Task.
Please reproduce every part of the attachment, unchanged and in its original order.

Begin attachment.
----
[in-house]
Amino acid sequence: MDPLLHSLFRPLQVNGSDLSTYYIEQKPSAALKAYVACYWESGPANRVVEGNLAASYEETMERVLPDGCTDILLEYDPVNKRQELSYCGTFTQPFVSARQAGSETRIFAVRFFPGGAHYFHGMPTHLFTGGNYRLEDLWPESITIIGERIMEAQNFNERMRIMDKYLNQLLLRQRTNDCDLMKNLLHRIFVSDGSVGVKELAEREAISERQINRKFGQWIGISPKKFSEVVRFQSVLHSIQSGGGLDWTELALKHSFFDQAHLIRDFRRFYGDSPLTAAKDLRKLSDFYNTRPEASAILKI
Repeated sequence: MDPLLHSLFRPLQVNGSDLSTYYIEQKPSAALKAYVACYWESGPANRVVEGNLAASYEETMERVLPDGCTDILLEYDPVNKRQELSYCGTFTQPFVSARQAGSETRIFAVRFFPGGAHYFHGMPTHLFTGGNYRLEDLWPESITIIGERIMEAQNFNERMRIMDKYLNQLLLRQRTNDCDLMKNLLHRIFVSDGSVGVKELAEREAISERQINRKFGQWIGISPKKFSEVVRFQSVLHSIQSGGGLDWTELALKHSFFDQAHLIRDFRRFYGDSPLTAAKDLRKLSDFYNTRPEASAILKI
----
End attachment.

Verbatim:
[in-house]
Amino acid sequence: MDPLLHSLFRPLQVNGSDLSTYYIEQKPSAALKAYVACYWESGPANRVVEGNLAASYEETMERVLPDGCTDILLEYDPVNKRQELSYCGTFTQPFVSARQAGSETRIFAVRFFPGGAHYFHGMPTHLFTGGNYRLEDLWPESITIIGERIMEAQNFNERMRIMDKYLNQLLLRQRTNDCDLMKNLLHRIFVSDGSVGVKELAEREAISERQINRKFGQWIGISPKKFSEVVRFQSVLHSIQSGGGLDWTELALKHSFFDQAHLIRDFRRFYGDSPLTAAKDLRKLSDFYNTRPEASAILKI
Repeated sequence: MDPLLHSLFRPLQVNGSDLSTYYIEQKPSAALKAYVACYWESGPANRVVEGNLAASYEETMERVLPDGCTDILLEYDPVNKRQELSYCGTFTQPFVSARQAGSETRIFAVRFFPGGAHYFHGMPTHLFTGGNYRLEDLWPESITIIGERIMEAQNFNERMRIMDKYLNQLLLRQRTNDCDLMKNLLHRIFVSDGSVGVKELAEREAISERQINRKFGQWIGISPKKFSEVVRFQSVLHSIQSGGGLDWTELALKHSFFDQAHLIRDFRRFYGDSPLTAAKDLRKLSDFYNTRPEASAILKI